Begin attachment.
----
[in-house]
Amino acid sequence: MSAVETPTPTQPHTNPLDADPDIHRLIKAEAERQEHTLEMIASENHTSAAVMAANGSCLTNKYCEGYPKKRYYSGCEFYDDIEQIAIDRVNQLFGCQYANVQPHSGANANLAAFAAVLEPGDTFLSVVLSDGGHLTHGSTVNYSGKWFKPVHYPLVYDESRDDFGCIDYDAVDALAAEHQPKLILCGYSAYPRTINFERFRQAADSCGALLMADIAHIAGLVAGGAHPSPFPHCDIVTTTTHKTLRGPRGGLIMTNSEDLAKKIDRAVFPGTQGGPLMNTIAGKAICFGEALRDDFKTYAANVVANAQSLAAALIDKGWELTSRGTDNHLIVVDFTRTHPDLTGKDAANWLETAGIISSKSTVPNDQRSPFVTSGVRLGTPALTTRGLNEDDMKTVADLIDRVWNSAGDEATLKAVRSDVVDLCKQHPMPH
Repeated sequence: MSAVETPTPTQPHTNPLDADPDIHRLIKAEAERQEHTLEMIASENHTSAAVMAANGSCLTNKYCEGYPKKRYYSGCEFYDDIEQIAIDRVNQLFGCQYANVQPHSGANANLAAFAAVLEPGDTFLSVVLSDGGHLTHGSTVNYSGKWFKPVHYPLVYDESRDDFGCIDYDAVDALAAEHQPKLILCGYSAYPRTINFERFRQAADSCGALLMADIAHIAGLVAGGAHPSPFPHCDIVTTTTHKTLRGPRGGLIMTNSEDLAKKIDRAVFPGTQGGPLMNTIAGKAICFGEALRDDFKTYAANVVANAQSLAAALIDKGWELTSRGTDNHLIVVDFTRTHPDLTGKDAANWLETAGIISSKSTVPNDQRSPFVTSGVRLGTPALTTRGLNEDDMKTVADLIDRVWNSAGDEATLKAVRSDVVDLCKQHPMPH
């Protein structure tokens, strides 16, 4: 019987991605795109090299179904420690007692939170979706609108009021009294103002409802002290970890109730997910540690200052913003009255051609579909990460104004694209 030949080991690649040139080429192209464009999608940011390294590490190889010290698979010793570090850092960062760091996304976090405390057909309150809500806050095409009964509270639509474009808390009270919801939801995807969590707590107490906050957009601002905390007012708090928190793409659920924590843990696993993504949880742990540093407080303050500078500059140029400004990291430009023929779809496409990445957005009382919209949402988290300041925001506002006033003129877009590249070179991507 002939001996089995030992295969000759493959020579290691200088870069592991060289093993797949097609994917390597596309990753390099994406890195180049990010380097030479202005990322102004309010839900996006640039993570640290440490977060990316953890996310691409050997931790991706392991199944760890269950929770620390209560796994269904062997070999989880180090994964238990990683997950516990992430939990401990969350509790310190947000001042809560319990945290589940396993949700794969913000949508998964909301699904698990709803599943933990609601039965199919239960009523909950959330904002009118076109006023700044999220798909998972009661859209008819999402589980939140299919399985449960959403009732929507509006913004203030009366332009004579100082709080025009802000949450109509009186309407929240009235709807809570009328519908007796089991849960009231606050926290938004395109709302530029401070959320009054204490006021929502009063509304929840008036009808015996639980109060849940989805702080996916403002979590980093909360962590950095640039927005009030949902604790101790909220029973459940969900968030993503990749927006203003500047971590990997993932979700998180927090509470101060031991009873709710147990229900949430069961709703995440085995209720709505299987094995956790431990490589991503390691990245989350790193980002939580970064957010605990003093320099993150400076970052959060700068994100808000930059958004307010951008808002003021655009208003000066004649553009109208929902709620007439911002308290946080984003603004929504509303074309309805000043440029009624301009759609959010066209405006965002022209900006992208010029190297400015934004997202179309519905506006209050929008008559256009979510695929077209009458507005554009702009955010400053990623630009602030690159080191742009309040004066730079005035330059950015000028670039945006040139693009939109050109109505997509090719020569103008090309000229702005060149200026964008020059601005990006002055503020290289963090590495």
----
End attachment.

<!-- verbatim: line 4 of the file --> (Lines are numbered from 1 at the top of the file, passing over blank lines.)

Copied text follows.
């Protein structure tokens, strides 16, 4: 019987991605795109090299179904420690007692939170979706609108009021009294103002409802002290970890109730997910540690200052913003009255051609579909990460104004694209 030949080991690649040139080429192209464009999608940011390294590490190889010290698979010793570090850092960062760091996304976090405390057909309150809500806050095409009964509270639509474009808390009270919801939801995807969590707590107490906050957009601002905390007012708090928190793409659920924590843990696993993504949880742990540093407080303050500078500059140029400004990291430009023929779809496409990445957005009382919209949402988290300041925001506002006033003129877009590249070179991507 002939001996089995030992295969000759493959020579290691200088870069592991060289093993797949097609994917390597596309990753390099994406890195180049990010380097030479202005990322102004309010839900996006640039993570640290440490977060990316953890996310691409050997931790991706392991199944760890269950929770620390209560796994269904062997070999989880180090994964238990990683997950516990992430939990401990969350509790310190947000001042809560319990945290589940396993949700794969913000949508998964909301699904698990709803599943933990609601039965199919239960009523909950959330904002009118076109006023700044999220798909998972009661859209008819999402589980939140299919399985449960959403009732929507509006913004203030009366332009004579100082709080025009802000949450109509009186309407929240009235709807809570009328519908007796089991849960009231606050926290938004395109709302530029401070959320009054204490006021929502009063509304929840008036009808015996639980109060849940989805702080996916403002979590980093909360962590950095640039927005009030949902604790101790909220029973459940969900968030993503990749927006203003500047971590990997993932979700998180927090509470101060031991009873709710147990229900949430069961709703995440085995209720709505299987094995956790431990490589991503390691990245989350790193980002939580970064957010605990003093320099993150400076970052959060700068994100808000930059958004307010951008808002003021655009208003000066004649553009109208929902709620007439911002308290946080984003603004929504509303074309309805000043440029009624301009759609959010066209405006965002022209900006992208010029190297400015934004997202179309519905506006209050929008008559256009979510695929077209009458507005554009702009955010400053990623630009602030690159080191742009309040004066730079005035330059950015000028670039945006040139693009939109050109109505997509090719020569103008090309000229702005060149200026964008020059601005990006002055503020290289963090590495």